Patients with IAP < 15 mmHg received enteral nutrition (EN) through a nasojejunal tube. The rate was initiated at 20 ml/h and increased gradually by 15 ml every 8 h to the goal rate (25–35 kcal/kg/d), depending on patient tolerance [17, 18]. EN was stopped temporarily when the IAP ≥ 15 mmHg and parenteral nutrition was initiated. When any patient’s IAP rose above 25 mmHg, or there were progressive organ dysfunction and fulminant ACS [19], a multidisciplinary seminar was held, including gastroenterologists, surgeons, interventional physicians and intensive care physicians, to decide whether to perform a surgical decompression. All patients were followed-up at 1, 3 and 6 months after discharge through the outpatient interview or telephone connection. Patient demographics, hospitalization and follow-up data were recorded on standardized case record forms by an investigator or coordinator who was unaware of study-group assignments.


Definitions of the primary and secondary endpoints are displayed in Table 1. During the internal review process, we found neostigmine has the most significant effect in reducing IAP within 24 h. Therefore, instead of the “percent change of IAP from randomization to 7 days” that registered in, we modified the primary endpoint as “percent change of IAP at 24 h after randomization”. We measured IAP at 3 h after randomization, then every 6 h for the following 3 days (72 h). After this period, IAP was measured as clinically indicated; patients who remained in Pancreatic ICU with IAP ≥ 12 mmHg had IAP measured every 6 h, while those transferred to general wards with normal IAP had IAP measured once every other day until 7 days after randomization. The following secondary endpoints were analyzed: (1) stool volumes at 24 h and 7 days after randomization; (2) timing of the start of EN; (3) deterioration of IAH; (4) new-onset ACS; (5) new-onset organ failure; (6) mortality for index hospital stay and within 6 months of follow-up; (7) other complications, adverse events and costs. Known local and systemic complications of AP, including new-onset organ failure occurring after neostigmine treatment or in the absence of neostigmine treatment, were not recorded as adverse events.

Table 1 Definition of the primary and secondary endpoints

Statistical analysis

The sample size was calculated from our observational data in which IAP decreased by 30% after treatment with neostigmine for 24 h (10 patients), compared to 5% after conventional treatment for 24 h (10 patients) (unpublished data), predicting an absolute reduction in IAP of 25%. Allowing for the possibility that neostigmine treatment might be better than conventional treatment and 10% loss to follow-up, we set the power at 80% and alpha at 5%, requiring a sample size of 40 patients in each of the two groups, i.e., a total of 80 cases. Primary and secondary endpoints were compared between treatment groups, and both intention-to-treat and per-protocol analyses were performed. Furthermore, patients with baseline IAP above 15 mmHg were selected for intention-to-treat subgroup analysis. Student’s t-test was performed for continuous variables with normal distribution, and the Kruskal–Wallis H test in the absence of normal distribution. IAP at each time point was analyzed as post values in the intervention group vs post values in the control group by ANCOVA. The X2 test or Fisher exact test was performed for categorical variables, and relative risk (RR) was calculated for dichotomous variables. Two-tailed P < 0.05 was considered statistically significant. The analyses were performed using the SPSS25.0 statistical software (IBM Corp, Armonk, NY).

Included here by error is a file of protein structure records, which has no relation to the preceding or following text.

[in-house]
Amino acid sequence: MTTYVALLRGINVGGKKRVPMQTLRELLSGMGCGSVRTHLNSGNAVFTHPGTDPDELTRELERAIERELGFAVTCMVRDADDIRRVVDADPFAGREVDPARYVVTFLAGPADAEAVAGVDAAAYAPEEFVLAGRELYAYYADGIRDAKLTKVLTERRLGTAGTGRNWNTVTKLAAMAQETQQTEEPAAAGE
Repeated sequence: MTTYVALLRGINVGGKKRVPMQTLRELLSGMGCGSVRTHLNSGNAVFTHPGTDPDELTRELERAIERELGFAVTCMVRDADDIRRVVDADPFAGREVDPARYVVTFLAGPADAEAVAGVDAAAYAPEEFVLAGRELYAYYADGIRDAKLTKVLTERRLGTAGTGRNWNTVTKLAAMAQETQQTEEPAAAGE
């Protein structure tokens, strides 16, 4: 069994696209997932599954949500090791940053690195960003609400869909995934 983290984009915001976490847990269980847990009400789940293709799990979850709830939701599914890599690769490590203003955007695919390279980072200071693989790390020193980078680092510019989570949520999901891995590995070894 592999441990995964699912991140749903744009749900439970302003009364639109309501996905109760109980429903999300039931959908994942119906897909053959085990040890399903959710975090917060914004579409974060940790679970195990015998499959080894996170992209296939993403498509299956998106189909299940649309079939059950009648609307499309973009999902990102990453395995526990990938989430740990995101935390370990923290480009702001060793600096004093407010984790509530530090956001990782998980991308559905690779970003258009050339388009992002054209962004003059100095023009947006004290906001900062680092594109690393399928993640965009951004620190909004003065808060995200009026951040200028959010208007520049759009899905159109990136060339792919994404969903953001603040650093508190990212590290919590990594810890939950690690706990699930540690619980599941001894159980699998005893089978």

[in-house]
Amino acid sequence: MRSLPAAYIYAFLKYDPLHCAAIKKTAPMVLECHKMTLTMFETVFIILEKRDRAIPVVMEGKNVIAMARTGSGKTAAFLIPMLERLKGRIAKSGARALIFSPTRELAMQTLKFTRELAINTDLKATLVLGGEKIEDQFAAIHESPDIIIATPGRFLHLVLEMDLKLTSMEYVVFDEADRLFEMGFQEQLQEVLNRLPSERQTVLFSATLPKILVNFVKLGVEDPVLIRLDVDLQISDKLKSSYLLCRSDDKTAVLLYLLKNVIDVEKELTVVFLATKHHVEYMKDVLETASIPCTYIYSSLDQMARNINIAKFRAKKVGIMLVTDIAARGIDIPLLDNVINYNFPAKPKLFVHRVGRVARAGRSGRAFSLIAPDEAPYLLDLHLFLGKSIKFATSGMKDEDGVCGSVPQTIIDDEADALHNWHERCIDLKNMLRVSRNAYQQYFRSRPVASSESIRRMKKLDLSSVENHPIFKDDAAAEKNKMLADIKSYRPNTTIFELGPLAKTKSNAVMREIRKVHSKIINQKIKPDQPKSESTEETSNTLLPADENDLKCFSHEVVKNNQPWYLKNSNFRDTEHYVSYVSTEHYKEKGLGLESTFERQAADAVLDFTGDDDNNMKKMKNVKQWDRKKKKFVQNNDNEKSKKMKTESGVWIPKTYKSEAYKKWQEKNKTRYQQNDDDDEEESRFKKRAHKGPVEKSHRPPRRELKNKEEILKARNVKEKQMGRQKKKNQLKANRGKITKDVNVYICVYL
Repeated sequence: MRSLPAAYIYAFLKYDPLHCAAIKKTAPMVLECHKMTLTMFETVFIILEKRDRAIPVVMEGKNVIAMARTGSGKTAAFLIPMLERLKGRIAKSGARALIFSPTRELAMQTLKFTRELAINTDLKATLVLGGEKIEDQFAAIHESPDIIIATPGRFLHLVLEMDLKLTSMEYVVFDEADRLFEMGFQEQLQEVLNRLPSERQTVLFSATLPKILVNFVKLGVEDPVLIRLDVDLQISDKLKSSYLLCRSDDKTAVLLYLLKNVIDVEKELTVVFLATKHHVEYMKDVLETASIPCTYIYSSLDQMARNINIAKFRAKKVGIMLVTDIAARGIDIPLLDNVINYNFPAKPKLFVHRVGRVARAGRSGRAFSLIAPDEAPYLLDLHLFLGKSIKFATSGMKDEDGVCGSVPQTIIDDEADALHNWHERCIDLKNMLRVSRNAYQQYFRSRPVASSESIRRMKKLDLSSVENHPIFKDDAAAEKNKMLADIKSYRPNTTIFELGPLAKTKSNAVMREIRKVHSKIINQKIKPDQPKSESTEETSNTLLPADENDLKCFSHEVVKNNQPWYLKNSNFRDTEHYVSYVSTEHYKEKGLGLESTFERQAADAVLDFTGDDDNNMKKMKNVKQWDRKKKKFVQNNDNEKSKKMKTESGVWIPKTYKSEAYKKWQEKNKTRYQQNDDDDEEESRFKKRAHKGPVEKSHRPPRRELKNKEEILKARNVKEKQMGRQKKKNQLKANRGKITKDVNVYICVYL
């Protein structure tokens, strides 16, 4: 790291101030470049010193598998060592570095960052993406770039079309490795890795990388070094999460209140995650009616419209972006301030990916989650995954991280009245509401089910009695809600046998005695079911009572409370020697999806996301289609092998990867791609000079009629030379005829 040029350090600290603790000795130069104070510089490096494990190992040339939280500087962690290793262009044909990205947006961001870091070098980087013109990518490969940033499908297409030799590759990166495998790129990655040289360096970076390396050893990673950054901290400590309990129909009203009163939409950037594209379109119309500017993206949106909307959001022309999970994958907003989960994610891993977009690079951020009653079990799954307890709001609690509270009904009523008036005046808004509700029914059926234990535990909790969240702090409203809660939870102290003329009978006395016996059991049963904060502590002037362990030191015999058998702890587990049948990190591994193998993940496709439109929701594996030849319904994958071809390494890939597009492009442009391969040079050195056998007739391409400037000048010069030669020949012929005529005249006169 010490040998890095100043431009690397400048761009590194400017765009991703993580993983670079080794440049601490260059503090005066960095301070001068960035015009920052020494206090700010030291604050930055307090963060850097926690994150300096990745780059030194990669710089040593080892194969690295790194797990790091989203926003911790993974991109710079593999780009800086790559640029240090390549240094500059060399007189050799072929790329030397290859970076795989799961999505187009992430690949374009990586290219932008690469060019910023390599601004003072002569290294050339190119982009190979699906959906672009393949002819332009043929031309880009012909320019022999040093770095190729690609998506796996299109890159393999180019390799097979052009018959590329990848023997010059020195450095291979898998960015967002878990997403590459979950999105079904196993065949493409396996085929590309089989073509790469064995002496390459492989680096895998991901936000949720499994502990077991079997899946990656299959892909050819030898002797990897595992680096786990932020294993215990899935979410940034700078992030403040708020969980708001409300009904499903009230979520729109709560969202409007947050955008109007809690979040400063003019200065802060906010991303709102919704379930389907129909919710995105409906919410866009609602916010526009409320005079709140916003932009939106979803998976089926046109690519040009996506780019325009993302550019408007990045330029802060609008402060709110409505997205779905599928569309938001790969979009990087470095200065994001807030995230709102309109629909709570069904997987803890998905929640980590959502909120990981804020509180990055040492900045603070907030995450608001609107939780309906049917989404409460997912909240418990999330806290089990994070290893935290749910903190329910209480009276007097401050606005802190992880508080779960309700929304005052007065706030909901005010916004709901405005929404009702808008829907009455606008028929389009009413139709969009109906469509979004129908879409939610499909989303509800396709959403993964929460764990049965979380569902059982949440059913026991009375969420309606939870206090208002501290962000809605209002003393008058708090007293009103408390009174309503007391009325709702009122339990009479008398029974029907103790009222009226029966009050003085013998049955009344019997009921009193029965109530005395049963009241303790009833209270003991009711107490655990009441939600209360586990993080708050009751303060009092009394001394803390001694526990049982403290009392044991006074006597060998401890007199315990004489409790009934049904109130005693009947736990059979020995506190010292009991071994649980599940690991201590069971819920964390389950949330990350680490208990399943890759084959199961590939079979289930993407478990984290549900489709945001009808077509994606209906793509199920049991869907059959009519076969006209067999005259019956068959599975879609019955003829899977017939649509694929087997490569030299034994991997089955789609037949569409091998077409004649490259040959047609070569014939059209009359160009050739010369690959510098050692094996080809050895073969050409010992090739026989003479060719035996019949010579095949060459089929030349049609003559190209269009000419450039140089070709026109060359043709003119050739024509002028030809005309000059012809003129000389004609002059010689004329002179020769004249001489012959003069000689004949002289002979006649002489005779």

Participant characteristics

From 1 September 2015 to 15 August 2017, 552 AP patients admitted to Pancreatic ICU in our hospital were screened, of whom 185 patients with IAH were assessed for eligibility and 80 patients were included and randomized to neostigmine (n = 40) or conventional (n = 40) treatment (Fig. 1). The etiology of AP in 41 (51%) patients was hypertriglyceridemia, defined as admission serum triglyceride level > 1000 mg/dL (11.3 mmol/L) and/or lipemic serum excluding other causes [20, 21], followed by 26 (32.5%) biliary and 8 (10%) alcohol excess. Before randomization, 38 (47.5%) patients had respiratory failure and 48 (60%) had IAP > 15 mmHg (15 (18.8%) with ACS). Four patients in the neostigmine group and 1 patient in the conventional group used opioids. In the neostigmine group, 3 patients had colonic ileus, 1 of whom used opioids.

Fig. 1
figure 1

Study flowchart. AP, acute pancreatitis; IAH, intra-abdominal hypertension

Baseline characteristics were equally distributed between the two treatment groups (Table 2). There was no significant difference in baseline IAP between neostigmine and conventional groups (16.3 ± 2.7 vs. 15.9 ± 2.4, P = 0.63). In the neostigmine group, there were 33 (82.5%), 9 (22.5%) and 23 (57.5%) patients who received neostigmine every 12 h, for 3 days or for 7 days, respectively (Additional file 1: Table S1). In the conventional group, 4 patients were eventually given neostigmine because of a continuous increase in IAP. Therefore, separate per-protocol analyses were also conducted after excluding the aforementioned 4 patients. The baseline parameters remained comparable between the two groups in the per-protocol analysis (Additional file 1: Table S2).

Table 2 Intention-to-treat analysis of baseline characteristics

Intra-abdominal pressure after randomization

The IAP decreased after randomization in both groups, but dropped significantly faster as assessed at multiple time points in the neostigmine group than the conventional group (Table 3). IAP decreased from 16.3 ± 2.7 to 13.8 ± 3.5 mmHg after 9 h of neostigmine administration. IAP levels were significantly lower in neostigmine group than conventional treatment group at 9 h (13.8 ± 3.5 vs. 15.0 ± 3.1, P = 0.038), 15 h (13.3 ± 3.4 vs. 14.7 ± 3.1, P = 0.015), and 168 h (12.2 ± 2.7 vs. 13.6 ± 3.5, P = 0.045) after randomization.

Table 3 Intra-abdominal pressure from randomization to 7 days

Subgroup analysis restricting patient inclusion to baseline IAP > 15 mmHg showed that the mean IAP levels in the neostigmine group were significantly lower than conventional group at 3 h, 9 h, 24 h, 30 h, and 168 h after randomization (all P ≤ 0.038) (Table 3). In per-protocol analysis, IAP at 15 h remained markedly lower in neostigmine group (P = 0.015) (Table 3).